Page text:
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Why Working on the Railroad Comes With a $25,000 Signing Bonus

The Wall Street Journal. logo The Wall Street Journal. 4/23/2018 Paul Ziobro

© David Zalubowski/Associated Press Railroad workers are being offered signing bonuses of up to $25,000 to join BNSF Railway and Union Pacific Corp. as the freight railroads struggle to fill jobs in a historically tight labor market.

BNSF and Union Pacific are hauling more products across the Western U.S., where their networks are based, and trying to ease congestion in areas with high demand. Freight volumes are rising on strong economic growth and industrial expansion, and a shortage of available truck capacity is pushing more shipments onto rails.

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At the same time, the unemployment rate has fallen to 4.1% in the U.S., and as low as 2.8% in some markets where railroads are hiring.

In response, the companies are dangling incentives that analysts and union leaders say are the highest they can recall.

Union Pacific is offering $10,000 to $20,000 “hiring incentives” to train crews in cities like Denver, Kansas City, Mo., and North Platte, Neb., where its largest rail yard is located. Those jobs average $40,000 in pay over the first year and $60,000 the next, according to job listings.

Electricians to inspect, repair and maintain locomotives are being wooed with $25,000 signing bonuses to Union Pacific locations outside Milwaukee, in Hinkle, Ore., a three-hour drive from Portland, and elsewhere.

A Union Pacific spokeswoman said the hiring bonuses are for certain positions in “tight labor markets.”

BNSF, owned by Berkshire Hathaway Inc., has hiring incentives starting at $15,000 for some new hires, according to a document reviewed by The Wall Street Journal.

A BNSF spokeswoman said the railroad is facing a talent shortage across its system and is extending the offer to diesel mechanics, electricians and conductor trainees. “We are constantly evaluating the market and will use this approach when it makes sense to recruit talented individuals for hard to fill positions or locations,” spokeswoman Amy Casas said.

The jobs can be demanding, with irregular work schedules, long hours and frequent nights away from home. “This is a tough lifestyle,” said Jason Kuehn, a vice president at consulting firm Oliver Wyman who focuses on transportation. “It’s a very unforgiving work environment.”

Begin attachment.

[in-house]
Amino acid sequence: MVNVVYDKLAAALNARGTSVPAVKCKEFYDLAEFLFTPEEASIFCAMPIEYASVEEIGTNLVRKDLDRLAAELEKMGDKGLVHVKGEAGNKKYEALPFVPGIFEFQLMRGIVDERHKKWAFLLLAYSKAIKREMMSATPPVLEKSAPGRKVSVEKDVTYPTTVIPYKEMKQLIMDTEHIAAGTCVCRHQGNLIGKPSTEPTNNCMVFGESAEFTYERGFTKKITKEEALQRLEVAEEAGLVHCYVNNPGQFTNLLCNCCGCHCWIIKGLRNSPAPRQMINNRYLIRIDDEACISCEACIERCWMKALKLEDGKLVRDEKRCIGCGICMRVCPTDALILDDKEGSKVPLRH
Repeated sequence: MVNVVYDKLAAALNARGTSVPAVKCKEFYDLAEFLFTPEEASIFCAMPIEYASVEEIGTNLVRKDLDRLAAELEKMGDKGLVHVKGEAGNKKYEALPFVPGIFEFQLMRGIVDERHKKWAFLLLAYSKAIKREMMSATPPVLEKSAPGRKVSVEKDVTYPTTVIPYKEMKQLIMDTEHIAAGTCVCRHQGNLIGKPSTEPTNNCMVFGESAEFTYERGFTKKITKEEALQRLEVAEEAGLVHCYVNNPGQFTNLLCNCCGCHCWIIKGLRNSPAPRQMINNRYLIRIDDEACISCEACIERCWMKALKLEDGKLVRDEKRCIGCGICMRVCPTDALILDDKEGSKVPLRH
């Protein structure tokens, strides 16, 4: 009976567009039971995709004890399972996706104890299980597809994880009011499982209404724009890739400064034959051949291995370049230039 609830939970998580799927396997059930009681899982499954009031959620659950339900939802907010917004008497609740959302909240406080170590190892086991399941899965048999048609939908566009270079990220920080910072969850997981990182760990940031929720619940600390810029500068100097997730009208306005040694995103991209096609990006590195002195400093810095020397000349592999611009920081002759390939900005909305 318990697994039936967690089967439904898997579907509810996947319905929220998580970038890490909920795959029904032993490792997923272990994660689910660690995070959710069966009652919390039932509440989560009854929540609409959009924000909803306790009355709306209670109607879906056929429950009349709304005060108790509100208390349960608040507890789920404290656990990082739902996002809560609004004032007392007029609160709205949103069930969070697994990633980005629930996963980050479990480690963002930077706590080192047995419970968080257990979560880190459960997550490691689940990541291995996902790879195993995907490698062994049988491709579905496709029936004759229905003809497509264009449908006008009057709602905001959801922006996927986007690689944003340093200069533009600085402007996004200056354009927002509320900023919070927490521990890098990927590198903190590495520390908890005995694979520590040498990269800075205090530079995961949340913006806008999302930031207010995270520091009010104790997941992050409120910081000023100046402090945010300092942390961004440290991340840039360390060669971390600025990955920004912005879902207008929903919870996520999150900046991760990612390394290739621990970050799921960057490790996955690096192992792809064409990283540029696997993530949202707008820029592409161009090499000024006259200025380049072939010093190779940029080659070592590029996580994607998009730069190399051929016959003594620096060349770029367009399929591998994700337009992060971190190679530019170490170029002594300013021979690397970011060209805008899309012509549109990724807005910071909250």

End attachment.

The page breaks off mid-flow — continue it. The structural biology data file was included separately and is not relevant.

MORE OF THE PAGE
For those willing to endure it, the pay is good. The median Union Pacific employee—a locomotive engineer—made nearly $83,000 in total compensation in 2017, according to a company securities filing. Health-care and retirement benefits, including a pension, are also fairly generous. (See how your pay stacks up.)

One catch is that the bonuses are paid out over time, after meeting certain milestones, like completing training or one year of service. And they lock in workers to the location for around three years. If workers leave or are terminated for cause before that, they have to pay back the full amount.

Credit Suisse transportation analyst Allison Landry said she doesn’t recall any time in recent years when railroads were struggling to hire enough workers. “It highlights how the current broader labor backdrop is perhaps something the U.S. hasn’t seen in many, many years,” she said.

Other transportation sectors face similar pressures. Wages and benefits are rising for truck drivers, who also work long hours and often spend weeks at a time on the road. Trucking companies experiencing strong freight demand are dangling bonuses and other incentives to recruit and retain drivers. Last year, the median salary for long-haul truckload drivers working irregular routes was about $53,000, up 15% compared with 2013, according to the American Trucking Associations, an industry group.

BNSF and Union Pacific had furloughed thousands of workers just a few years ago, as demand for coal and other products slumped. But now that economic activity has picked up, both have recalled nearly their entire furloughed workforces and are hiring rapidly. BNSF plans to hire 2,000 train, engine and yard, or TE&Y, workers, who operate and build trains, among other tasks, this year. That is an 11.4% increase from current head count of 17,500 such workers, the company said in a recent letter to federal regulators.

Union Pacific is adding at least 2,100 TE&Y workers but so far has been falling short, Chief Executive Lance Fritz said in a recent letter to regulators. In addition to signing bonuses for new workers, the Omaha, Neb.-based company is offering retention bonuses to older workers considering retirement and looking at other ways to boost its ranks. It also is planning to hire nearly 900 mechanical and engineer employees this year. Overall, Union Pacific had about 42,000 employees at the start of the year.

The hiring bonuses aren’t happening on the large freight railroads east of the Mississippi River, where companies say there is slack in the railroad hiring pool.

CSX Corp. overhauled how its network operates last year, including eliminating employees, and has about 900 workers furloughed that could be recalled as needed. The railroad isn’t hiring, CEO James Foote said in an interview, and CSX still operates with more employees per the amount of volume it moves than its peers.

Norfolk Southern Corp., meanwhile, is planning to hire 1,400 conductor trainees this year, most of them before June, but isn’t offering hiring incentives, a spokesman said. Norfolk Southern and Union Pacific will report their latest quarterly results this week.

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